A white-cheeked baby gibbon is a new attraction at Chicago’s Lincoln Park Zoo, thanks to zoo-conservationists' efforts to boost the endangered species. The baby, born Aug. 16 and not yet named, shares an enclosure with its parents, Burma and Caruso, officials said Monday.

The gender of the baby gibbon remains unknown, but it is the fourth offspring of these parents, who were recommended to breed as part of the Gibbon Species Survival Program, a shared conservation effort by zoos that belong to the Association of Zoos and Aquariums, the Chicago Tribune reports.

"Burma is holding the baby close and showing every sign of being a great mom," Curator of Primates Maureen Leahy, said in a statement. "The youngster is bright, alert, and clinging well."

The baby, joining older brother Sai, who will turn 3 in January, belongs to a critically endangered species of the small ape native to Southeast Asia. White-cheeked gibbons have declined by at least 80 percent in the past 45 years primarily due to hunting and habitat loss, according to the International Union for Conservation of Nature and Natural Resources (IUCN).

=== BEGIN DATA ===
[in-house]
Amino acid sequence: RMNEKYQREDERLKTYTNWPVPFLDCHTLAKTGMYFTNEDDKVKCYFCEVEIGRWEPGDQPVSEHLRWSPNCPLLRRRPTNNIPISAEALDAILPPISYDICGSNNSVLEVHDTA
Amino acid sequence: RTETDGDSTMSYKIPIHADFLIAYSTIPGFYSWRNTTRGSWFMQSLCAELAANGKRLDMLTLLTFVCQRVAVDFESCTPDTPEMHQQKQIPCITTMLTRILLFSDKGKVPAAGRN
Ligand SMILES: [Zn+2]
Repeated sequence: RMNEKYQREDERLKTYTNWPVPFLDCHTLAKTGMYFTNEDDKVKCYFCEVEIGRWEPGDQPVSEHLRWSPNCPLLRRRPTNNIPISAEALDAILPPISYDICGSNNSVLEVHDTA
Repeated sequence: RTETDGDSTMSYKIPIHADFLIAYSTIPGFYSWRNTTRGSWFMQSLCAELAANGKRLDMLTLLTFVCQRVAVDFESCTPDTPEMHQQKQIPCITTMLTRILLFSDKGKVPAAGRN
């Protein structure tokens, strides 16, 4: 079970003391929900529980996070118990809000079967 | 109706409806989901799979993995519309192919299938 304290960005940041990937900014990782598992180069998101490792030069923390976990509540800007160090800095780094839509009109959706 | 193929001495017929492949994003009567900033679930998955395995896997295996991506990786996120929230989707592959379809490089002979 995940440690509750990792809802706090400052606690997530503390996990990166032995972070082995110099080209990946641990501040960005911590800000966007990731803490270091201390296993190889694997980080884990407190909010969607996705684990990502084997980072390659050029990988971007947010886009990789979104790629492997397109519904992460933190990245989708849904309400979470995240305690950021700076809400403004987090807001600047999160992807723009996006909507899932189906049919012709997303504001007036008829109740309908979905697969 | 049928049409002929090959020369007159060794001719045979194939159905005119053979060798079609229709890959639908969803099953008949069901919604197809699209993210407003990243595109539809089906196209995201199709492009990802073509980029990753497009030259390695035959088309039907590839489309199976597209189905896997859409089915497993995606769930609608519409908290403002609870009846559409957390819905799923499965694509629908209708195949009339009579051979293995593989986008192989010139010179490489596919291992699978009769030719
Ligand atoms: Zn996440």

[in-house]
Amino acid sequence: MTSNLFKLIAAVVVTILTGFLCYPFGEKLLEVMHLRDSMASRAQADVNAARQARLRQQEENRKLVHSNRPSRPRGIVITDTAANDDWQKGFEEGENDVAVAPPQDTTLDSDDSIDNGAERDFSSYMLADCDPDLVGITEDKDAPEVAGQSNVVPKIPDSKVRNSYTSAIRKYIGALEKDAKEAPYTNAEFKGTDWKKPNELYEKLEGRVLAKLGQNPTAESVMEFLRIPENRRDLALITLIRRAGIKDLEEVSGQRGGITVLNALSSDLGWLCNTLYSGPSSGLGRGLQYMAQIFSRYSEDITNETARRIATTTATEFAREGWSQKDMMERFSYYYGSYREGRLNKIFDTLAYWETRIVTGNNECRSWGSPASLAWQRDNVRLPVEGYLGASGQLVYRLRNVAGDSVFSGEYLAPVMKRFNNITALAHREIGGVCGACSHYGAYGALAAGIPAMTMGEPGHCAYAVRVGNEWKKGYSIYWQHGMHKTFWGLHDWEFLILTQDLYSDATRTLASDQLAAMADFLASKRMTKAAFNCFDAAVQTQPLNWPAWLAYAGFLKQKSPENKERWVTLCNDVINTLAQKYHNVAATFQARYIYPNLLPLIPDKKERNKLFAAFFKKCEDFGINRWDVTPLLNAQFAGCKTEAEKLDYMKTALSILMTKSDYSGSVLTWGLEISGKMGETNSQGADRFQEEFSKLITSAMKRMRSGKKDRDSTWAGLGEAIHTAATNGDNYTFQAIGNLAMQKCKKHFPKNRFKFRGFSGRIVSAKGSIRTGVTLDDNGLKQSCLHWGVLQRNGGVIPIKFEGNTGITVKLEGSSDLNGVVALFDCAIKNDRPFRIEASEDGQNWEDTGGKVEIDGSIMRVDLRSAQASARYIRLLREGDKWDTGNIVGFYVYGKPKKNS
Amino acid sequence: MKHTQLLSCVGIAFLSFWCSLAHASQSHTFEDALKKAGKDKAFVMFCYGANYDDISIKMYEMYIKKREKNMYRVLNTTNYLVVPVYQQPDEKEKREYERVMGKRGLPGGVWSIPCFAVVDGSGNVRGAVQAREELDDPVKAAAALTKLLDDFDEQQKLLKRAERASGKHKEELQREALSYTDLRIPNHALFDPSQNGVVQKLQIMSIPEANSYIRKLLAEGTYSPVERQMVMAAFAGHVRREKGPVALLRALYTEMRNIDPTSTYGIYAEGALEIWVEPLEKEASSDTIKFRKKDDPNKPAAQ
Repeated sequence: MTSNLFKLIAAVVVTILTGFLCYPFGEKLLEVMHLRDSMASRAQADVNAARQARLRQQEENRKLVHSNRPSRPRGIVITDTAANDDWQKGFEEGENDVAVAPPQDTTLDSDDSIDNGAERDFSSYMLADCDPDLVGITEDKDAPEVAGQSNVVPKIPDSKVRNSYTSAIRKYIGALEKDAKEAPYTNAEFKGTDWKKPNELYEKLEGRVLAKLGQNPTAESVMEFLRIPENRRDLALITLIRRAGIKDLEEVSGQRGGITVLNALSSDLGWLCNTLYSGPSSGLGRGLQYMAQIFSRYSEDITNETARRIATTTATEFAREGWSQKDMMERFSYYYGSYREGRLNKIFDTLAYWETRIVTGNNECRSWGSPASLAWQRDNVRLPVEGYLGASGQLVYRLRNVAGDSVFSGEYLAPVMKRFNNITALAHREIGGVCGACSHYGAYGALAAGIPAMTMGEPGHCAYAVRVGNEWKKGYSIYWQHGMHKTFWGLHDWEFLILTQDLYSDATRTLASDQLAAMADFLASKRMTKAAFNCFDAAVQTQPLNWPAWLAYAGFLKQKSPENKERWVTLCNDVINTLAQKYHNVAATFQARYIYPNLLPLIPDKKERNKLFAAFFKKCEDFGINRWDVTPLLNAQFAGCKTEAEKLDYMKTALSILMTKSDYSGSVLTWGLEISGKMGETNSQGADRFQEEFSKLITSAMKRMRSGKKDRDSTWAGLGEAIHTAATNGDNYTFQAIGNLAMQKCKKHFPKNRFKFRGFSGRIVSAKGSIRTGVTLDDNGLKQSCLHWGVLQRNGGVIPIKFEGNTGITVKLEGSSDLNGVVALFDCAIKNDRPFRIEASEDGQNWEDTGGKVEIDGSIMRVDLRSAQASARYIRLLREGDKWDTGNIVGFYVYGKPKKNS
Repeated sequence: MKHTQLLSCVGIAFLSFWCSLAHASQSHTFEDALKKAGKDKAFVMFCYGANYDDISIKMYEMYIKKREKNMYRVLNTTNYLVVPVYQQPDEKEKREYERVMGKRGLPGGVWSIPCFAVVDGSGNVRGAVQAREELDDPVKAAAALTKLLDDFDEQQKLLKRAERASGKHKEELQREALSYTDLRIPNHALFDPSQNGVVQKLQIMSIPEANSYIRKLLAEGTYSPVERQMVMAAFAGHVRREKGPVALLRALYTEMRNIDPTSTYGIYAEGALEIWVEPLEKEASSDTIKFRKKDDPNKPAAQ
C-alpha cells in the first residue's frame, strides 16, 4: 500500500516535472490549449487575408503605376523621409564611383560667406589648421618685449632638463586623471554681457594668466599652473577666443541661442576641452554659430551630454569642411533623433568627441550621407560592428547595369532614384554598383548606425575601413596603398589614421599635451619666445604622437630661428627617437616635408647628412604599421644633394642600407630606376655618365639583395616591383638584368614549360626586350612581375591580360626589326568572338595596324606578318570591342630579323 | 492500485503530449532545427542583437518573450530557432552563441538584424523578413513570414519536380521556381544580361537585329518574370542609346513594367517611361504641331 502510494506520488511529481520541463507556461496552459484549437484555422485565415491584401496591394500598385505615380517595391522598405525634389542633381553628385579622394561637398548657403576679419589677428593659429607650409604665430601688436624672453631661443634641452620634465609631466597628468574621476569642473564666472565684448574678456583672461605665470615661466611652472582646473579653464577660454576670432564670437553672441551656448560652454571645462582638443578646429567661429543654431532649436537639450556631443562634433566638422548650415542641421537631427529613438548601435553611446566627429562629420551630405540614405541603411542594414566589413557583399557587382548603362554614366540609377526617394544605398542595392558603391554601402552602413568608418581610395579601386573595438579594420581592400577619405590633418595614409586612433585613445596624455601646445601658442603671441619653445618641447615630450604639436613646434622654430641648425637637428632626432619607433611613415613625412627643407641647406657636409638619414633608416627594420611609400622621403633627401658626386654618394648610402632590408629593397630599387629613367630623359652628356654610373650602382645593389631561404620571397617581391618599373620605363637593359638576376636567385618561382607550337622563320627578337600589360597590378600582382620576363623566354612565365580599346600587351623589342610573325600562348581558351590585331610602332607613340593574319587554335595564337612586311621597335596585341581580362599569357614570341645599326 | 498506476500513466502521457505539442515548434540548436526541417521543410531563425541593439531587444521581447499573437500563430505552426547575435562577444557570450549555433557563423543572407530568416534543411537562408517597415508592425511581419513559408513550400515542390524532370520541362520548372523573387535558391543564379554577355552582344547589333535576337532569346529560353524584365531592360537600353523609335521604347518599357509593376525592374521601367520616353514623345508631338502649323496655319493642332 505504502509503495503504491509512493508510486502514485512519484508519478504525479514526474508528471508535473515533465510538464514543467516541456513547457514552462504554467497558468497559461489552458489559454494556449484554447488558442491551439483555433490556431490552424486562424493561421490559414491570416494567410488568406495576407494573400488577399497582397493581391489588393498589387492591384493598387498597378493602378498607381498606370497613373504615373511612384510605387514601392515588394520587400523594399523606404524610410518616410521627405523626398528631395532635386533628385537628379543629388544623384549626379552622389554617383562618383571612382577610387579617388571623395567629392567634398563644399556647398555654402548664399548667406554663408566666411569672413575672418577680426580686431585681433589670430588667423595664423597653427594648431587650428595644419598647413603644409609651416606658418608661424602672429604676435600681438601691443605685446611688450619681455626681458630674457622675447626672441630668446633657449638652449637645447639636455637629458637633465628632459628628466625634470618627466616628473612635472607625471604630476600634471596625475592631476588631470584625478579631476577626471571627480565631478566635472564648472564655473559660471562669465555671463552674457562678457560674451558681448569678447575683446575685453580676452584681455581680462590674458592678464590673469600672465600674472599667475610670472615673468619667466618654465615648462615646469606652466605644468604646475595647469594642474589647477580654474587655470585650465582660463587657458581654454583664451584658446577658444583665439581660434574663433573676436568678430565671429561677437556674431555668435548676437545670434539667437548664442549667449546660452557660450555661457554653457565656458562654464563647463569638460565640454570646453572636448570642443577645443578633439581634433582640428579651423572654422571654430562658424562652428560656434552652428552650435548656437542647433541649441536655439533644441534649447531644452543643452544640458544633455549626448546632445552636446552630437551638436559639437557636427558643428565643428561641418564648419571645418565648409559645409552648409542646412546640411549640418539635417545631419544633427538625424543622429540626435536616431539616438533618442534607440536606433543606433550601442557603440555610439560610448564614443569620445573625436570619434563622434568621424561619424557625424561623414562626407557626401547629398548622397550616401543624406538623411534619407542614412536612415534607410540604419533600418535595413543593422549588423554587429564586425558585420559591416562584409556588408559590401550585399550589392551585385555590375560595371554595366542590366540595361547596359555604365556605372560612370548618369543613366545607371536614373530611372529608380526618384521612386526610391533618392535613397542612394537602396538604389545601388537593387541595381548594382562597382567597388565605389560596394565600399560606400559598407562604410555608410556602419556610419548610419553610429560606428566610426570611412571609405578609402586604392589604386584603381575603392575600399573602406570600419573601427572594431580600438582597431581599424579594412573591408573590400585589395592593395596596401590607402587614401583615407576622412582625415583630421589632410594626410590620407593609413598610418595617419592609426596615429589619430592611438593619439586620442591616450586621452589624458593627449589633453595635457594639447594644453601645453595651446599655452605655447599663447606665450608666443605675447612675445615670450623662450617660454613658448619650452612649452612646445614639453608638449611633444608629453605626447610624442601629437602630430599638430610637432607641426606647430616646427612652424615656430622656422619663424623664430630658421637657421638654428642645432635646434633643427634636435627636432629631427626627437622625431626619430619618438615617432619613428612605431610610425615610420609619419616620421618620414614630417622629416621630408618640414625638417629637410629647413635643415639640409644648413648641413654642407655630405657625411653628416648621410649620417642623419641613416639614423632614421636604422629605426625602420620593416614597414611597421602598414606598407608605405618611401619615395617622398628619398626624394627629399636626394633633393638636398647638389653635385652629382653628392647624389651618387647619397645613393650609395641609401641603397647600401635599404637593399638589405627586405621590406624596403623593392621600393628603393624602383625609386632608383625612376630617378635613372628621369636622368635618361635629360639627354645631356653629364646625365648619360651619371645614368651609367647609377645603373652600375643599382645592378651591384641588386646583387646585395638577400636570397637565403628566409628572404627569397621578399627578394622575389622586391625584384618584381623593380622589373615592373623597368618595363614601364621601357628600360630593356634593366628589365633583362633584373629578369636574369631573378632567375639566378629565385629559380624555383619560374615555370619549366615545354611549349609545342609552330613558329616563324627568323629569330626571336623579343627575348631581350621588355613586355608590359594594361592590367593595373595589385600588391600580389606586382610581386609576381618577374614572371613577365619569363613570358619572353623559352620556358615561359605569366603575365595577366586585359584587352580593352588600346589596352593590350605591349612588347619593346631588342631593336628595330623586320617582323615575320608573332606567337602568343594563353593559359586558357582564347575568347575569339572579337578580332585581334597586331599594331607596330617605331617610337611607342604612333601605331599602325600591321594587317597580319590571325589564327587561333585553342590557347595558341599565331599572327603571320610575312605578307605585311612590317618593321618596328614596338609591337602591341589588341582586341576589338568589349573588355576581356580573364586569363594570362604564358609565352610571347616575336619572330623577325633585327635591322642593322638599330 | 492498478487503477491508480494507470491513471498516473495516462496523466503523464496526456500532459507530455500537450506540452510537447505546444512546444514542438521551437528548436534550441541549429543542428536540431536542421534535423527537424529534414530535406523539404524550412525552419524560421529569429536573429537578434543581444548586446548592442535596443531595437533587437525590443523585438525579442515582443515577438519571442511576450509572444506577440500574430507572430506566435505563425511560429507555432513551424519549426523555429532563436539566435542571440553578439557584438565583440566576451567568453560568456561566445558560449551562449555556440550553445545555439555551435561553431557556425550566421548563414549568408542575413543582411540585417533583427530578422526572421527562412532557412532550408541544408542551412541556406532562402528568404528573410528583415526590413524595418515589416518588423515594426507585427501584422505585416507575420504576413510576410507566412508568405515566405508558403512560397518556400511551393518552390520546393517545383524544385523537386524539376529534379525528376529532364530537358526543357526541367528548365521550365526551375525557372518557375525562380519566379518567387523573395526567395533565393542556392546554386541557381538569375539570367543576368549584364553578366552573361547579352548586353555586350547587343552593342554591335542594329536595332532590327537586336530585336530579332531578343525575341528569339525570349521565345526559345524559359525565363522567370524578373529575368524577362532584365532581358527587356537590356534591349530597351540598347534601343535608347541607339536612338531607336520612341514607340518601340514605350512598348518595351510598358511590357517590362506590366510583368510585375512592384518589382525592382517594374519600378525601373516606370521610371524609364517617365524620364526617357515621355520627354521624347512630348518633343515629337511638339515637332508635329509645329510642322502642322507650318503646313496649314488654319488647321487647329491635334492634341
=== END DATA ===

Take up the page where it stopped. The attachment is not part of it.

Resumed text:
White-cheeked gibbons have extremely long arms, perfect for swinging from branch to branch. They’re born with a golden tan-like fur similar to their mothers'. During the first two years they will darken. If the baby is a male, it will remain black with its telltale white cheeks, while females will transition back to a tan color.

Burma and her baby are currently on display at the Lincoln Park Zoo’s Helen C. Brach Primate House – but zoo officials warn that the baby might be difficult to see.

“The baby may be hard to spot for the first few weeks, as he or she is being held tightly by mom. But it likely will not be long before the baby starts exploring the habitat with his or her big brother,” Leahy said.